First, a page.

• Last One Left
    Last One Left

    It all started with this. The first Seedling Mile in Grand Island is now the only remaining paved seedling mile along the Lincoln Highway.

  • Kensingers Service Station
    Kensingers Service Station

    This service station, right behind the Seedling Mile, has been around since the 1930s and still offers full service fueling.

  • Stop and Rest A While
    Stop and Rest A While

    Tourist havens like Shady Bend popped up all over the country in the early days of paved highways.

  • Eat a Bite While you Rest
    Eat a Bite While you Rest

    Shady Bend is still operated today by the same family that built it as an Italian restaurant.

  • What are you waiting for?
    What are you waiting for?

    Hop into your automobile and head down the historic Lincoln Highway byway!

Tour the Father Road

There's a lot to see along the Lincoln Highway in Grand Island and Wood River. See the historic downtown district anchored by the recently restored Grand Theatre, a 1937 Art Deco building on 3rd Street, just off the Lincoln Highway. The million dollar restoration included replacing the façade with glass and a marquee replicating the original. A museum of Grand Island show houses is in the basement. Call ahead for a tour or see movies every Friday, Saturday and Sunday.

Across the street from the theatre is the Wine Bar, in a Lincoln Highway era building formerly used as a candy shop. The interior contains many original elements from the 1930s. Further down the street is the Coney Island lunch counter, open since the 1930s, where you can still get marvelous malts and award-winning chili. The 1935 menu still hangs on the wall over the grill.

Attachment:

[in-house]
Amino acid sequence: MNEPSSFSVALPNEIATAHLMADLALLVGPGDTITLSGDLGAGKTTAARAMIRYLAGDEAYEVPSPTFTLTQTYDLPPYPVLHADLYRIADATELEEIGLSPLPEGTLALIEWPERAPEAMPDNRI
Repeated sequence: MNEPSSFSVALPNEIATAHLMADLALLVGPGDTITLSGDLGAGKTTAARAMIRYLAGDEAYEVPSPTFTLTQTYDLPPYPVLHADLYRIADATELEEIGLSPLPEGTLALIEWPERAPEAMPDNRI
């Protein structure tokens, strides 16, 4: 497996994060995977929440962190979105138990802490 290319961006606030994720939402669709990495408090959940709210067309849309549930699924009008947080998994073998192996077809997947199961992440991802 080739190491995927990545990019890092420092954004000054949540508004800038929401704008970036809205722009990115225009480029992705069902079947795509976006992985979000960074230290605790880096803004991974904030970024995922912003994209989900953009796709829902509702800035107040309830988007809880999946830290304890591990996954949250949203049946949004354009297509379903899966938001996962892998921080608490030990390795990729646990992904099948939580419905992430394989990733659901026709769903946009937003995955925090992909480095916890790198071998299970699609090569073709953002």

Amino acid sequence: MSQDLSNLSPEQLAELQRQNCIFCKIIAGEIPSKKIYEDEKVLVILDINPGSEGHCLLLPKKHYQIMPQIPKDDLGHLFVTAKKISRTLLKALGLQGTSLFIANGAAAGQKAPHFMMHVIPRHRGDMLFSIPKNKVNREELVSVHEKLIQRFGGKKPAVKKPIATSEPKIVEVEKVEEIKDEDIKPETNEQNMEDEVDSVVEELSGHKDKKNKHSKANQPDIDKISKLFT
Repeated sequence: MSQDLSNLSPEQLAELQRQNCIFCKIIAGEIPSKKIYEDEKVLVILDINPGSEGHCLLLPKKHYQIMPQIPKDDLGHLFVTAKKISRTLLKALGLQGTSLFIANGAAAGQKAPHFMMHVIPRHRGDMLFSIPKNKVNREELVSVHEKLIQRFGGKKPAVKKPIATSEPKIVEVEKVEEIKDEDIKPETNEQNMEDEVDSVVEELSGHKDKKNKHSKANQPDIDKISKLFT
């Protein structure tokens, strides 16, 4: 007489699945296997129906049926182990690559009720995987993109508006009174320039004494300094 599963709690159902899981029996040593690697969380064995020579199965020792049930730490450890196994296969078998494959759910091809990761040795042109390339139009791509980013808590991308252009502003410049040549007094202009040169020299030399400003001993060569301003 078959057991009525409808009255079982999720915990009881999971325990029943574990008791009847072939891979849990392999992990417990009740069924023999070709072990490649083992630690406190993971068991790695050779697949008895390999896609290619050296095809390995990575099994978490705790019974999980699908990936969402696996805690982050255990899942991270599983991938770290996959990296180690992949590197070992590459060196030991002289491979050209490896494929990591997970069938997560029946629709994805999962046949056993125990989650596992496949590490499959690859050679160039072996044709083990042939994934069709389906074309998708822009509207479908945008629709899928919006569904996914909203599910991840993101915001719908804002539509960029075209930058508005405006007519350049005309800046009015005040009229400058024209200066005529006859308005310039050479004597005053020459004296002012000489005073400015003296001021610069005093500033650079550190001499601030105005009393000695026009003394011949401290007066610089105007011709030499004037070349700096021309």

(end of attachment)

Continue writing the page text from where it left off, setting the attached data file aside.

The tiny Kensinger filling station, east of town, has been open since 1933.

Just north of the Kensinger Station is the only piece of original paved Seedling Mile that remains in the U.S. Poured in 1915, it is a nationally significant piece of remaining road bearing a recently placed historical marker.

Further east, on the corner of Highway 30 and Shady Bend Road, stands the filling station building from the Shady Bend Cabin Camp. The camp was well known for its tennis courts, pool, and roaming herd of buffalo. The same family has owned the building since it was built and recently reopened the space as an Italian restaurant. They would love to tell you stories from the tourist haven’s heyday!

The first monitoring station constructed for the exclusive use of the Federal Radio Commission (later the Federal Communications Commission) still stands 5 miles west of Grand Island on Monitor Road between 13th Street and Old Potash Road. The main station building was constructed from plans and specifications prepared by the U. S. Navy. Groundbreaking ceremonies were held in October 1929.